FIG. 9 is a diagram of the amplitude I of the sine wave signal which is obtained by the movement of the revolution disk 3, at a distance L between the revolution disk 3 and the fixed mask 4.

However, complete parallel light flux is not obtained since the luminous area of the filament lamp or a light emitting diode is large. Therefore, the diffraction image of the revolution disk slits becomes obscure on the fixed mask 4 because of the inferior parallelism and the wide wavelength band. Accordingly, the distance L between the revolution disk 3 and the fixed mask 4 cannot be made large; that is, the distance L is generally given by L≦PM 2 /λ. When PM is minute, the slits are liable to be polluted or destroyed because of the presence of dust, etc.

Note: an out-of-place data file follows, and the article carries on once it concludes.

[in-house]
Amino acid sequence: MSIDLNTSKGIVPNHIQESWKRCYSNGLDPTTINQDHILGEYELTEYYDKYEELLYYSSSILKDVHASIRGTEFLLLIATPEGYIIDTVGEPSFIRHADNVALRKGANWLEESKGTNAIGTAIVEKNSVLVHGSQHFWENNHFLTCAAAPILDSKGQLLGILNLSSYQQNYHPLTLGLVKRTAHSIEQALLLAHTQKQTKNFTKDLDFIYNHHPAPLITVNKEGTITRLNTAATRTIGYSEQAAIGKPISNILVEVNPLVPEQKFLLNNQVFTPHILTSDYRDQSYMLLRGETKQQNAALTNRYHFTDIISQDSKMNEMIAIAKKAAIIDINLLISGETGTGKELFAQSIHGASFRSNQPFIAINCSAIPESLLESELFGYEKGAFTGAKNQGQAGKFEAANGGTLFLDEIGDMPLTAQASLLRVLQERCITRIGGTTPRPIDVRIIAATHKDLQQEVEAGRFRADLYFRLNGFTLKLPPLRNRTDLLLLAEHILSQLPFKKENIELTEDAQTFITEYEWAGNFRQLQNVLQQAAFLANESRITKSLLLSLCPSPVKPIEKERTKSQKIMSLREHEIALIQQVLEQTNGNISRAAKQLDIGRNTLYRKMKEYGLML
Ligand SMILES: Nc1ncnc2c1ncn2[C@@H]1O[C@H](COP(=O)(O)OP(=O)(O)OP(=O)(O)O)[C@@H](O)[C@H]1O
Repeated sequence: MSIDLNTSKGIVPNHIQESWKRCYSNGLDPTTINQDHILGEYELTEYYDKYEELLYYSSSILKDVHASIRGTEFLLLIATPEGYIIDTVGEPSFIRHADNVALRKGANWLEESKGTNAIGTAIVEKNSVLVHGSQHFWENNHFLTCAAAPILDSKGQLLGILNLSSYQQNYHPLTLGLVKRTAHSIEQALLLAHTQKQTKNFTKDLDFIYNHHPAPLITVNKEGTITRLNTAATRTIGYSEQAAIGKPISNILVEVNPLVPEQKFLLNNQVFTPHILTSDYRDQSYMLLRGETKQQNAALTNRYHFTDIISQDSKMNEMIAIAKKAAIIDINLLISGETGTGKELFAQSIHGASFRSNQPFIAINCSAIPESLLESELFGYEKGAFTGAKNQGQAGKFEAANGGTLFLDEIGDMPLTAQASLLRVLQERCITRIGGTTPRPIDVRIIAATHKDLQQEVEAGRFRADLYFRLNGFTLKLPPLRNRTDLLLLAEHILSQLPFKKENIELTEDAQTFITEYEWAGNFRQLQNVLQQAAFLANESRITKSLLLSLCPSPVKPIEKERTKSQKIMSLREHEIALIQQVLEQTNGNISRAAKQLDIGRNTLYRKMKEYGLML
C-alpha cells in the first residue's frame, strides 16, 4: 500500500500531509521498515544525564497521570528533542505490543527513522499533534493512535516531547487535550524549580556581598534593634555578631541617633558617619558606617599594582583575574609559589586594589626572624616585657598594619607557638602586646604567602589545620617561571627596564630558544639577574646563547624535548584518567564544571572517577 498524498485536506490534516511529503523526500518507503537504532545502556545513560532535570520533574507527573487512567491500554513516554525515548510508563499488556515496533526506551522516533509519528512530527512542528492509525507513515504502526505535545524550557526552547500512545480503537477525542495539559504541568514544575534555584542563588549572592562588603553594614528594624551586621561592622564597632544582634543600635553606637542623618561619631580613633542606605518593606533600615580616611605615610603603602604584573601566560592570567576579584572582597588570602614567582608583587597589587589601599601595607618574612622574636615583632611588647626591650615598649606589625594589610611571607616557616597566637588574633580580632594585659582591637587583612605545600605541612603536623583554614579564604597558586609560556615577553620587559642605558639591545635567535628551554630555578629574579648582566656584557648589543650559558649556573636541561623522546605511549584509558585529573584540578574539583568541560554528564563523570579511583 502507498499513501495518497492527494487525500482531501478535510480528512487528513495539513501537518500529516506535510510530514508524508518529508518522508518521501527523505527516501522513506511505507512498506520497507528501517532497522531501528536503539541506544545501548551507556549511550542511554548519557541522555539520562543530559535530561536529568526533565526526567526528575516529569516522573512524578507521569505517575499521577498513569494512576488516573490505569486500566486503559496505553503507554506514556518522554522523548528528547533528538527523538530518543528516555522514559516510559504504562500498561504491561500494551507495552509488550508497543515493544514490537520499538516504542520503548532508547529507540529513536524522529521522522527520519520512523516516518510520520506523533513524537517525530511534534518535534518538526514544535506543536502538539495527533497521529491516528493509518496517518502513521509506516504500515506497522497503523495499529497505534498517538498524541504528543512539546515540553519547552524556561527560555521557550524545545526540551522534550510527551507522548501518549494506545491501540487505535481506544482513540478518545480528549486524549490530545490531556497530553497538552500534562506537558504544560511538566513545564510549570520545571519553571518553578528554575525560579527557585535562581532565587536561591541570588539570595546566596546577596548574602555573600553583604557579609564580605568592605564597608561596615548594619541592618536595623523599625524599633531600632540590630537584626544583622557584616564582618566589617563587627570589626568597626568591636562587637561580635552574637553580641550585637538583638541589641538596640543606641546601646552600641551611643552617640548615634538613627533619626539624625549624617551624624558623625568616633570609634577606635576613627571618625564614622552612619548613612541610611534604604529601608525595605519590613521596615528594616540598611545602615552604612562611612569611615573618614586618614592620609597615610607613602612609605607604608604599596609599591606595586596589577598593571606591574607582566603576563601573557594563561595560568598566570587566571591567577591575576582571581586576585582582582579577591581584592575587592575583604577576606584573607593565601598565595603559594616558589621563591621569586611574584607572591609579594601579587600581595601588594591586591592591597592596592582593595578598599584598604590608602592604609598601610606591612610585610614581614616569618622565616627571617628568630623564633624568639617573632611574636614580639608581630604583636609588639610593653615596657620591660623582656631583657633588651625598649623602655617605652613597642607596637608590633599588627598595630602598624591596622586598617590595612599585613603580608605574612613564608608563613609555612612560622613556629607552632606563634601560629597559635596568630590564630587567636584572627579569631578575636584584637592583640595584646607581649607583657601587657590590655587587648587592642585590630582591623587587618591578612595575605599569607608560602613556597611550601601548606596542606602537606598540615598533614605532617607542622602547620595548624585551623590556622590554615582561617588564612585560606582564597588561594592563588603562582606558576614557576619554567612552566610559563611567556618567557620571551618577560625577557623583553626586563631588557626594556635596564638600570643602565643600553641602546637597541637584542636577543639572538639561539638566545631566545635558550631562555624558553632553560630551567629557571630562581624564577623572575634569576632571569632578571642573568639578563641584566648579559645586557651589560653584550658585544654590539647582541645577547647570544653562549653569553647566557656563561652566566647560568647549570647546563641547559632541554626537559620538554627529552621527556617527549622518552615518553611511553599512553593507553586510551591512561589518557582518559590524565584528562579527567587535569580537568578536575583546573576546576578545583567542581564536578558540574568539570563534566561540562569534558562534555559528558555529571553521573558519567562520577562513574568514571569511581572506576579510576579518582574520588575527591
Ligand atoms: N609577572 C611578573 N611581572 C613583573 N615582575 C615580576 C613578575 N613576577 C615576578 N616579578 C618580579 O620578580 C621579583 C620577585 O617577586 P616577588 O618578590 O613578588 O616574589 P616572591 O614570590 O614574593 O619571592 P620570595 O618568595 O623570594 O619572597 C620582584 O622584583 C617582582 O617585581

The width of the slit is generally not more than 1/2 of the grating constant (or slit period), namely, 0.45 to 0.5. Therefore, at a place where L is (n-1/2).PM 2 /λ, the amplitude of the obtained sine wave signal becomes almost zero. Therefore, the amplitude of the sine wave signal largely varies corresponding to the fluctuation of distance L. Then, it is necessary to make the fluctuation of the distance L small in order to very stably detect the position.

In the conventional photoelectric encoder, in order to resolve the above-mentioned problems, the flatness of the revolution disk 3 and the precision of the revolution disk bearing are improved, thereby suppressing the fluctuation of the distance L and miniaturizing the size of the encoder and realizing a high resolution. However, the photoelectric encoder must be manufactured as a precision measuring instrument since the temperature condition and the load condition of the revolution disk bearing are strictly restricted. Therefore, the known photoelectric encoder is not adequate for general industrial use.